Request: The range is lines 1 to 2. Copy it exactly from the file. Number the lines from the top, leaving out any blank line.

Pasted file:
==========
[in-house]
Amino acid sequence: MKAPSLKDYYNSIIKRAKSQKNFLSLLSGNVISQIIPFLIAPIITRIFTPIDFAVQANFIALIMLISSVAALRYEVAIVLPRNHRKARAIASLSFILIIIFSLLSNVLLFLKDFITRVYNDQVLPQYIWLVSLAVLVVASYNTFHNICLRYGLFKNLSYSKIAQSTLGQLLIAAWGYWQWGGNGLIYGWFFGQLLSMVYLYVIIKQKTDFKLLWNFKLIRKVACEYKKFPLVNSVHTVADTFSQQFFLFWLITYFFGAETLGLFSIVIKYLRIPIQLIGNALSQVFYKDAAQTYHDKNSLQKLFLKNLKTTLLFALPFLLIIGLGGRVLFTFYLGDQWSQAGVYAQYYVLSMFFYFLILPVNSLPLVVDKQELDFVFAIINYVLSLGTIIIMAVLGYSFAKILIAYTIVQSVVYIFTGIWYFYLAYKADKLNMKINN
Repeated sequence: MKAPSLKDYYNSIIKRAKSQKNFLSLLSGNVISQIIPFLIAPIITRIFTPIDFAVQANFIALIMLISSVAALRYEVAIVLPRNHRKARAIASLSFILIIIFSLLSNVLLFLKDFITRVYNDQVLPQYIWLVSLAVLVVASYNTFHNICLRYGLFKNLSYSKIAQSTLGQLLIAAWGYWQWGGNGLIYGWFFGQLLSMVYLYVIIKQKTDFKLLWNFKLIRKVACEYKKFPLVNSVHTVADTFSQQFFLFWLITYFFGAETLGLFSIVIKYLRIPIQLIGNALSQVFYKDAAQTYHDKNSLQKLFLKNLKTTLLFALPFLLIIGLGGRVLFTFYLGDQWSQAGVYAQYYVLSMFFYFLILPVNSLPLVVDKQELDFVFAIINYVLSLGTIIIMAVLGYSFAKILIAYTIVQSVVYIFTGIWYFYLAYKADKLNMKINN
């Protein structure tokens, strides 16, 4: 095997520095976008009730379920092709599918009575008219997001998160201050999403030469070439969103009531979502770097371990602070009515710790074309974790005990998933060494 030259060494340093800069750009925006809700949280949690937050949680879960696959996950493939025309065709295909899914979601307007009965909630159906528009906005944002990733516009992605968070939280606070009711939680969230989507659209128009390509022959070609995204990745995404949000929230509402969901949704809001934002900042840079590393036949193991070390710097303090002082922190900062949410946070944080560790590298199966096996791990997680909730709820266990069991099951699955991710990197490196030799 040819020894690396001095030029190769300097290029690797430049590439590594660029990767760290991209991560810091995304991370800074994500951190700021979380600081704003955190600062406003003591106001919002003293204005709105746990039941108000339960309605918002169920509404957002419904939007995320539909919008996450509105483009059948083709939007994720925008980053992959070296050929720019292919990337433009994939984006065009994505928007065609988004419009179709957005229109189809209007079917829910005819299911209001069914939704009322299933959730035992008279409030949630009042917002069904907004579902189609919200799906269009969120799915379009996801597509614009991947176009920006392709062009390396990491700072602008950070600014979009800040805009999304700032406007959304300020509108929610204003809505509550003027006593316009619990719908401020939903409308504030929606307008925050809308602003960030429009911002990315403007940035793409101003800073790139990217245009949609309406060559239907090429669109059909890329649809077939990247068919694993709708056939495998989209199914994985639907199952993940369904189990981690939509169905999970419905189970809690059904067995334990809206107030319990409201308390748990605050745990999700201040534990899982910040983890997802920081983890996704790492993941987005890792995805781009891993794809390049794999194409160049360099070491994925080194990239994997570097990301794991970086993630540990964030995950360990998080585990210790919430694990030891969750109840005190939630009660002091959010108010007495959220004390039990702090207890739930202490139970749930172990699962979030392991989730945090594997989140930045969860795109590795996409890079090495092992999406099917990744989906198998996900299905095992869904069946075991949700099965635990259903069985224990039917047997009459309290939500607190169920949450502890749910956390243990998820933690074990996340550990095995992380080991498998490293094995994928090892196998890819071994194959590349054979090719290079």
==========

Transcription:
[in-house]
Amino acid sequence: MKAPSLKDYYNSIIKRAKSQKNFLSLLSGNVISQIIPFLIAPIITRIFTPIDFAVQANFIALIMLISSVAALRYEVAIVLPRNHRKARAIASLSFILIIIFSLLSNVLLFLKDFITRVYNDQVLPQYIWLVSLAVLVVASYNTFHNICLRYGLFKNLSYSKIAQSTLGQLLIAAWGYWQWGGNGLIYGWFFGQLLSMVYLYVIIKQKTDFKLLWNFKLIRKVACEYKKFPLVNSVHTVADTFSQQFFLFWLITYFFGAETLGLFSIVIKYLRIPIQLIGNALSQVFYKDAAQTYHDKNSLQKLFLKNLKTTLLFALPFLLIIGLGGRVLFTFYLGDQWSQAGVYAQYYVLSMFFYFLILPVNSLPLVVDKQELDFVFAIINYVLSLGTIIIMAVLGYSFAKILIAYTIVQSVVYIFTGIWYFYLAYKADKLNMKINN